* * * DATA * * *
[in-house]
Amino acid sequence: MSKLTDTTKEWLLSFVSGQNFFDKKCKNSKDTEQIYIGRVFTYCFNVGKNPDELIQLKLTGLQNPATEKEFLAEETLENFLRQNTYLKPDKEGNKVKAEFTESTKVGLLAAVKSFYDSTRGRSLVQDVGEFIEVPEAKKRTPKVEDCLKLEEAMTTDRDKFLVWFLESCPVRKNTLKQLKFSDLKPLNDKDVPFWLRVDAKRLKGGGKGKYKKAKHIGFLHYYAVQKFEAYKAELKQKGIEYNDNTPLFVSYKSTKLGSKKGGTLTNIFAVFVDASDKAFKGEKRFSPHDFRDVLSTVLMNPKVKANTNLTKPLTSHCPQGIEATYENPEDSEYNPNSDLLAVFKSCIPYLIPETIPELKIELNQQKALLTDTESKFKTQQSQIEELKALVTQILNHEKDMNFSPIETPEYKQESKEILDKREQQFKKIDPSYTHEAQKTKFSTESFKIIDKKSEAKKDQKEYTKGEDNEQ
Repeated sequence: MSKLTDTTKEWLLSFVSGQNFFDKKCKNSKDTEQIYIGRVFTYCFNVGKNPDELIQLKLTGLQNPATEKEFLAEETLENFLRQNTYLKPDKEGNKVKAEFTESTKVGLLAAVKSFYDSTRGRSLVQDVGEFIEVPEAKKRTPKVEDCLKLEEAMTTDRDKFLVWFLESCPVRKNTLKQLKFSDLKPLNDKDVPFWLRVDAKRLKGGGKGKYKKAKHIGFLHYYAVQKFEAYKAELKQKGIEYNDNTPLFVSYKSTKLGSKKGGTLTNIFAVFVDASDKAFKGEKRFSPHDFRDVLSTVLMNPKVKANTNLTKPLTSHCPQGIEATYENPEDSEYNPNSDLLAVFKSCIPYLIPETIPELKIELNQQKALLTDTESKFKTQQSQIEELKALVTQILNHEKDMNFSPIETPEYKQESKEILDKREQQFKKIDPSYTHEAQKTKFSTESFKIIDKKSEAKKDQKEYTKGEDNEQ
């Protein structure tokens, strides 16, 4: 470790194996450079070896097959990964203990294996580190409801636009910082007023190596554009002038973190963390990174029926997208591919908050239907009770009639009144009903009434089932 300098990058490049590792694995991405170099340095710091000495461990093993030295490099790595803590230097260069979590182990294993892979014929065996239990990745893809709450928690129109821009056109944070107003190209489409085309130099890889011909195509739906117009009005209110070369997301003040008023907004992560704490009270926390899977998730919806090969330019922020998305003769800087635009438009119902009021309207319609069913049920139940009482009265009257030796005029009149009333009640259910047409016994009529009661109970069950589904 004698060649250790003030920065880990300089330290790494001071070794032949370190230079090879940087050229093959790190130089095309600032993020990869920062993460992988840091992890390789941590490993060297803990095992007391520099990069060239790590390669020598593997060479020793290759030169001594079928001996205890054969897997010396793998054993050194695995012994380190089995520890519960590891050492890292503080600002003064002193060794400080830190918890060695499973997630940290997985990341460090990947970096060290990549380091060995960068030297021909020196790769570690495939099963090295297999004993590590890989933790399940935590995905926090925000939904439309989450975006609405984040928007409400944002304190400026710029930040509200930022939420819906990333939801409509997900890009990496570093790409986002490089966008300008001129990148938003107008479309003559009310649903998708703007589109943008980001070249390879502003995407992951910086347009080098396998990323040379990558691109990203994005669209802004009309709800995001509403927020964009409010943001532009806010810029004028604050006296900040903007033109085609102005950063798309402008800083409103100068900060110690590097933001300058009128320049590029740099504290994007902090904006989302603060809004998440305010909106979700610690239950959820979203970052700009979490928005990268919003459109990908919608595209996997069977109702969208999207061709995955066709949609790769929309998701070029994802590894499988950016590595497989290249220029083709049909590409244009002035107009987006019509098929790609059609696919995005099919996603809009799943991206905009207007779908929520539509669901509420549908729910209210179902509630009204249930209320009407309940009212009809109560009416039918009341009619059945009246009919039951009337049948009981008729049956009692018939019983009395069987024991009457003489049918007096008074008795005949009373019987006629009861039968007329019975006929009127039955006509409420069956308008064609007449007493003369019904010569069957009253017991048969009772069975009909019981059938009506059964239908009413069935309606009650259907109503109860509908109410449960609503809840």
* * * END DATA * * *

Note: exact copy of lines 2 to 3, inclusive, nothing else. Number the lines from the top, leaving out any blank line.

Amino acid sequence: MSKLTDTTKEWLLSFVSGQNFFDKKCKNSKDTEQIYIGRVFTYCFNVGKNPDELIQLKLTGLQNPATEKEFLAEETLENFLRQNTYLKPDKEGNKVKAEFTESTKVGLLAAVKSFYDSTRGRSLVQDVGEFIEVPEAKKRTPKVEDCLKLEEAMTTDRDKFLVWFLESCPVRKNTLKQLKFSDLKPLNDKDVPFWLRVDAKRLKGGGKGKYKKAKHIGFLHYYAVQKFEAYKAELKQKGIEYNDNTPLFVSYKSTKLGSKKGGTLTNIFAVFVDASDKAFKGEKRFSPHDFRDVLSTVLMNPKVKANTNLTKPLTSHCPQGIEATYENPEDSEYNPNSDLLAVFKSCIPYLIPETIPELKIELNQQKALLTDTESKFKTQQSQIEELKALVTQILNHEKDMNFSPIETPEYKQESKEILDKREQQFKKIDPSYTHEAQKTKFSTESFKIIDKKSEAKKDQKEYTKGEDNEQ
Repeated sequence: MSKLTDTTKEWLLSFVSGQNFFDKKCKNSKDTEQIYIGRVFTYCFNVGKNPDELIQLKLTGLQNPATEKEFLAEETLENFLRQNTYLKPDKEGNKVKAEFTESTKVGLLAAVKSFYDSTRGRSLVQDVGEFIEVPEAKKRTPKVEDCLKLEEAMTTDRDKFLVWFLESCPVRKNTLKQLKFSDLKPLNDKDVPFWLRVDAKRLKGGGKGKYKKAKHIGFLHYYAVQKFEAYKAELKQKGIEYNDNTPLFVSYKSTKLGSKKGGTLTNIFAVFVDASDKAFKGEKRFSPHDFRDVLSTVLMNPKVKANTNLTKPLTSHCPQGIEATYENPEDSEYNPNSDLLAVFKSCIPYLIPETIPELKIELNQQKALLTDTESKFKTQQSQIEELKALVTQILNHEKDMNFSPIETPEYKQESKEILDKREQQFKKIDPSYTHEAQKTKFSTESFKIIDKKSEAKKDQKEYTKGEDNEQ